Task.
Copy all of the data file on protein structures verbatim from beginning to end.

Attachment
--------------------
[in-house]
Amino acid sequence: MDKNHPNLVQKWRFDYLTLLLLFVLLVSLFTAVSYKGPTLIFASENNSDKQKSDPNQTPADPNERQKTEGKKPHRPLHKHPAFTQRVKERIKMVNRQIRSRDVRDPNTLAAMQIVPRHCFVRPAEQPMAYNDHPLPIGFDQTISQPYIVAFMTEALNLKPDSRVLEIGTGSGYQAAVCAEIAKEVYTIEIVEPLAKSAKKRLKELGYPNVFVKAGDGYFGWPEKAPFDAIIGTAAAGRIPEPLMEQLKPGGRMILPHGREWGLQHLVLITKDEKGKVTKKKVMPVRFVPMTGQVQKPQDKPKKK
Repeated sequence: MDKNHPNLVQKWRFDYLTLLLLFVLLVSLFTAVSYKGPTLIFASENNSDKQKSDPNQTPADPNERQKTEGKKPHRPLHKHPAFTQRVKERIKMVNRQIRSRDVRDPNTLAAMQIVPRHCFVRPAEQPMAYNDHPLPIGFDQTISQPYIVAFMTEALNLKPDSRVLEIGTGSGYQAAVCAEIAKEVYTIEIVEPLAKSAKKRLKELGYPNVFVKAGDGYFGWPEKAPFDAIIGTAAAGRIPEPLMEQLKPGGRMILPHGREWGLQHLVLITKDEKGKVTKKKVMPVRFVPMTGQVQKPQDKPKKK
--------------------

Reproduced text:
[in-house]
Amino acid sequence: MDKNHPNLVQKWRFDYLTLLLLFVLLVSLFTAVSYKGPTLIFASENNSDKQKSDPNQTPADPNERQKTEGKKPHRPLHKHPAFTQRVKERIKMVNRQIRSRDVRDPNTLAAMQIVPRHCFVRPAEQPMAYNDHPLPIGFDQTISQPYIVAFMTEALNLKPDSRVLEIGTGSGYQAAVCAEIAKEVYTIEIVEPLAKSAKKRLKELGYPNVFVKAGDGYFGWPEKAPFDAIIGTAAAGRIPEPLMEQLKPGGRMILPHGREWGLQHLVLITKDEKGKVTKKKVMPVRFVPMTGQVQKPQDKPKKK
Repeated sequence: MDKNHPNLVQKWRFDYLTLLLLFVLLVSLFTAVSYKGPTLIFASENNSDKQKSDPNQTPADPNERQKTEGKKPHRPLHKHPAFTQRVKERIKMVNRQIRSRDVRDPNTLAAMQIVPRHCFVRPAEQPMAYNDHPLPIGFDQTISQPYIVAFMTEALNLKPDSRVLEIGTGSGYQAAVCAEIAKEVYTIEIVEPLAKSAKKRLKELGYPNVFVKAGDGYFGWPEKAPFDAIIGTAAAGRIPEPLMEQLKPGGRMILPHGREWGLQHLVLITKDEKGKVTKKKVMPVRFVPMTGQVQKPQDKPKKK